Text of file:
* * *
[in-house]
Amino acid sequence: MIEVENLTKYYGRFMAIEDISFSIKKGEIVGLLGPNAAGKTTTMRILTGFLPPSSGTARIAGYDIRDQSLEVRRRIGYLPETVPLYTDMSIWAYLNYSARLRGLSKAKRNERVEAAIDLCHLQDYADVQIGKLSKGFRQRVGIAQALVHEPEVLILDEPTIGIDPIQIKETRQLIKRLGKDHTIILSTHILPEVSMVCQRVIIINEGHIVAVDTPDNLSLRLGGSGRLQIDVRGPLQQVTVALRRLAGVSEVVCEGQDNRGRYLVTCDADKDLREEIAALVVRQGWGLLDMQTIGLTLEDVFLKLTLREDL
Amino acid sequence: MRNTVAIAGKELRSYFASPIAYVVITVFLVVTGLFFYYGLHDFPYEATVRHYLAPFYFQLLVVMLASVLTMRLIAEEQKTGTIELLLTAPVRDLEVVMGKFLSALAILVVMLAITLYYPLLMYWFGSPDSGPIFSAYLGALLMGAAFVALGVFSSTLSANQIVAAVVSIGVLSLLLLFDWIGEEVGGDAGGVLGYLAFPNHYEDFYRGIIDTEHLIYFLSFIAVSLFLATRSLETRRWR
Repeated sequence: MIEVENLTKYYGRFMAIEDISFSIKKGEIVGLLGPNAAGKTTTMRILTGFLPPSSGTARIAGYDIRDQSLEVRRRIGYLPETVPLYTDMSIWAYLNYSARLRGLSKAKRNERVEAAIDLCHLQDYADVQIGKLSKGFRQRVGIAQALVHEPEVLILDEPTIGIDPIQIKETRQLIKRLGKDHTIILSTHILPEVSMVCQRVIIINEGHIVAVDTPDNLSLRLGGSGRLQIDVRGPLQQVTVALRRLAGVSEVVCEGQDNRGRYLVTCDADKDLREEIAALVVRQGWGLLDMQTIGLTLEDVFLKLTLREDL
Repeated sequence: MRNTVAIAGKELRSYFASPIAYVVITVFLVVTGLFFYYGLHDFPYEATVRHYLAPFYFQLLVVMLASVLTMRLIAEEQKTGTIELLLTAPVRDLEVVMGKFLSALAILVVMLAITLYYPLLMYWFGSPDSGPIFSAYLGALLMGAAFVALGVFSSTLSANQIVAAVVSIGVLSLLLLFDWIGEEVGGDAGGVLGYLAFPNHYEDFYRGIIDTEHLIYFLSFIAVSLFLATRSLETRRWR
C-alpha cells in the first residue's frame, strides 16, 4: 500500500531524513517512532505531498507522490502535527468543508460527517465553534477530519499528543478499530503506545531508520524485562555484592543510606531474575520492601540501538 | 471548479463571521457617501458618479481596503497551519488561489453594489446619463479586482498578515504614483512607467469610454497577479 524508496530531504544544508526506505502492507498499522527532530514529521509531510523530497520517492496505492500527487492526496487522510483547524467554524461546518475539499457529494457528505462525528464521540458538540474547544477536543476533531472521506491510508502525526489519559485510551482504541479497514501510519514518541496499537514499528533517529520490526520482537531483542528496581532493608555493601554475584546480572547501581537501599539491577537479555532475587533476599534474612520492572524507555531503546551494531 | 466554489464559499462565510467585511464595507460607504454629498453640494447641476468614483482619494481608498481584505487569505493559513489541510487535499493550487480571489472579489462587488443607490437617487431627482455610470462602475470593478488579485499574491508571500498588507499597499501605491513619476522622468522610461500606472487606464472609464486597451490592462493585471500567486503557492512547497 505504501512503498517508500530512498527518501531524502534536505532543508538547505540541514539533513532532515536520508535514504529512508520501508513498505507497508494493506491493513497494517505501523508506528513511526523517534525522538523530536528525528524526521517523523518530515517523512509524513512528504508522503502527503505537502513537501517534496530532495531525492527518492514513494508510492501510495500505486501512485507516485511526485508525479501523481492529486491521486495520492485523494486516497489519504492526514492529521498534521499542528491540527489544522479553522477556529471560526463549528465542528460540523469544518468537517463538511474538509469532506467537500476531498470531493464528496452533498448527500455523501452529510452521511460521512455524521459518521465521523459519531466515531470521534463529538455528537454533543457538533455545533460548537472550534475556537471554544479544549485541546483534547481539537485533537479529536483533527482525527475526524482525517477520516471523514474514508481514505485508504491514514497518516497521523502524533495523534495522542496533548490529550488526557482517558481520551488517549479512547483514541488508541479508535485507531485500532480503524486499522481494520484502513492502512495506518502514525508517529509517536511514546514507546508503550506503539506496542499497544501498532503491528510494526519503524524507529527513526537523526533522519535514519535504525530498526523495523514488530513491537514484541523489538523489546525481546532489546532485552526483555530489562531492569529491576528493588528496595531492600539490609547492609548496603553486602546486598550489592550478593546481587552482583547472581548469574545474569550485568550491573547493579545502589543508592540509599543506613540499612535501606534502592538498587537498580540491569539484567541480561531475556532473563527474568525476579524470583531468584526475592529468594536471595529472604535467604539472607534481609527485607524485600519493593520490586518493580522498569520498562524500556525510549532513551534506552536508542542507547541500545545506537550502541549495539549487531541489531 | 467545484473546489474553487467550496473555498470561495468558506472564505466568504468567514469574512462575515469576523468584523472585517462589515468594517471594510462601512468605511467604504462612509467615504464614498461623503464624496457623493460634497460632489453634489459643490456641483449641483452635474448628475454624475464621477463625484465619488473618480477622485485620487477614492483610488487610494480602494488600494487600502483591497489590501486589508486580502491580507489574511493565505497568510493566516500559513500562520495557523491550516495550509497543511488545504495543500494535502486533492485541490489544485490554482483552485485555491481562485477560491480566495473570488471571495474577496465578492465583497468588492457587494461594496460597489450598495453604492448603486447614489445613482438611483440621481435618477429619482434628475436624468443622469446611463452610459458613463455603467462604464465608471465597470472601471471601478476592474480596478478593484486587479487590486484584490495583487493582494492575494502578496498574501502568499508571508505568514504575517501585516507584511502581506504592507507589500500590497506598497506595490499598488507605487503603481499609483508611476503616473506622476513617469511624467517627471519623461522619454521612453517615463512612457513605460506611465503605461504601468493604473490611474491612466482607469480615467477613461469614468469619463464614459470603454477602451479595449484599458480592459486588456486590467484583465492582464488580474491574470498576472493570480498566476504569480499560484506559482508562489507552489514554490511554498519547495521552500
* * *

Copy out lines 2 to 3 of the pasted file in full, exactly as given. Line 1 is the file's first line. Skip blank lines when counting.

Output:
Amino acid sequence: MIEVENLTKYYGRFMAIEDISFSIKKGEIVGLLGPNAAGKTTTMRILTGFLPPSSGTARIAGYDIRDQSLEVRRRIGYLPETVPLYTDMSIWAYLNYSARLRGLSKAKRNERVEAAIDLCHLQDYADVQIGKLSKGFRQRVGIAQALVHEPEVLILDEPTIGIDPIQIKETRQLIKRLGKDHTIILSTHILPEVSMVCQRVIIINEGHIVAVDTPDNLSLRLGGSGRLQIDVRGPLQQVTVALRRLAGVSEVVCEGQDNRGRYLVTCDADKDLREEIAALVVRQGWGLLDMQTIGLTLEDVFLKLTLREDL
Amino acid sequence: MRNTVAIAGKELRSYFASPIAYVVITVFLVVTGLFFYYGLHDFPYEATVRHYLAPFYFQLLVVMLASVLTMRLIAEEQKTGTIELLLTAPVRDLEVVMGKFLSALAILVVMLAITLYYPLLMYWFGSPDSGPIFSAYLGALLMGAAFVALGVFSSTLSANQIVAAVVSIGVLSLLLLFDWIGEEVGGDAGGVLGYLAFPNHYEDFYRGIIDTEHLIYFLSFIAVSLFLATRSLETRRWR